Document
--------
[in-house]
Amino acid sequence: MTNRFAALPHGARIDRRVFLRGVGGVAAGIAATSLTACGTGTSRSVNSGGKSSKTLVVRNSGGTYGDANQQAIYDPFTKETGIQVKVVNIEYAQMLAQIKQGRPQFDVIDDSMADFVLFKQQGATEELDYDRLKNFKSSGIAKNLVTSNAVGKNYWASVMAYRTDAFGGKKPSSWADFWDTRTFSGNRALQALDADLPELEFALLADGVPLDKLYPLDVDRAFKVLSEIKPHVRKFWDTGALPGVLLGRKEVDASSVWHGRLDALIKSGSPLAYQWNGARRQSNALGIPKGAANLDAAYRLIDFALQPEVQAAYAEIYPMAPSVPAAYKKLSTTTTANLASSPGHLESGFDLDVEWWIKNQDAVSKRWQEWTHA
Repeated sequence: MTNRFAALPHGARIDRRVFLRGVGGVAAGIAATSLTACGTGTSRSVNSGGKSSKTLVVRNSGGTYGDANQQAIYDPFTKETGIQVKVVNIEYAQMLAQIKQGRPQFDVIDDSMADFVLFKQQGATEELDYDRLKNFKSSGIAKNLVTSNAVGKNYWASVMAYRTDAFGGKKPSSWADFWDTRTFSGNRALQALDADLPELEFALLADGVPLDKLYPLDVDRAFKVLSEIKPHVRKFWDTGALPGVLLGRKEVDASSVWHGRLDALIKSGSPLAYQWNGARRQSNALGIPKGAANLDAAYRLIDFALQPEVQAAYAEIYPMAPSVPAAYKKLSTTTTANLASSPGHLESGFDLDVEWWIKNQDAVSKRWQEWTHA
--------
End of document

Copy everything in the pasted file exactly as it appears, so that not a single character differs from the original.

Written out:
[in-house]
Amino acid sequence: MTNRFAALPHGARIDRRVFLRGVGGVAAGIAATSLTACGTGTSRSVNSGGKSSKTLVVRNSGGTYGDANQQAIYDPFTKETGIQVKVVNIEYAQMLAQIKQGRPQFDVIDDSMADFVLFKQQGATEELDYDRLKNFKSSGIAKNLVTSNAVGKNYWASVMAYRTDAFGGKKPSSWADFWDTRTFSGNRALQALDADLPELEFALLADGVPLDKLYPLDVDRAFKVLSEIKPHVRKFWDTGALPGVLLGRKEVDASSVWHGRLDALIKSGSPLAYQWNGARRQSNALGIPKGAANLDAAYRLIDFALQPEVQAAYAEIYPMAPSVPAAYKKLSTTTTANLASSPGHLESGFDLDVEWWIKNQDAVSKRWQEWTHA
Repeated sequence: MTNRFAALPHGARIDRRVFLRGVGGVAAGIAATSLTACGTGTSRSVNSGGKSSKTLVVRNSGGTYGDANQQAIYDPFTKETGIQVKVVNIEYAQMLAQIKQGRPQFDVIDDSMADFVLFKQQGATEELDYDRLKNFKSSGIAKNLVTSNAVGKNYWASVMAYRTDAFGGKKPSSWADFWDTRTFSGNRALQALDADLPELEFALLADGVPLDKLYPLDVDRAFKVLSEIKPHVRKFWDTGALPGVLLGRKEVDASSVWHGRLDALIKSGSPLAYQWNGARRQSNALGIPKGAANLDAAYRLIDFALQPEVQAAYAEIYPMAPSVPAAYKKLSTTTTANLASSPGHLESGFDLDVEWWIKNQDAVSKRWQEWTHA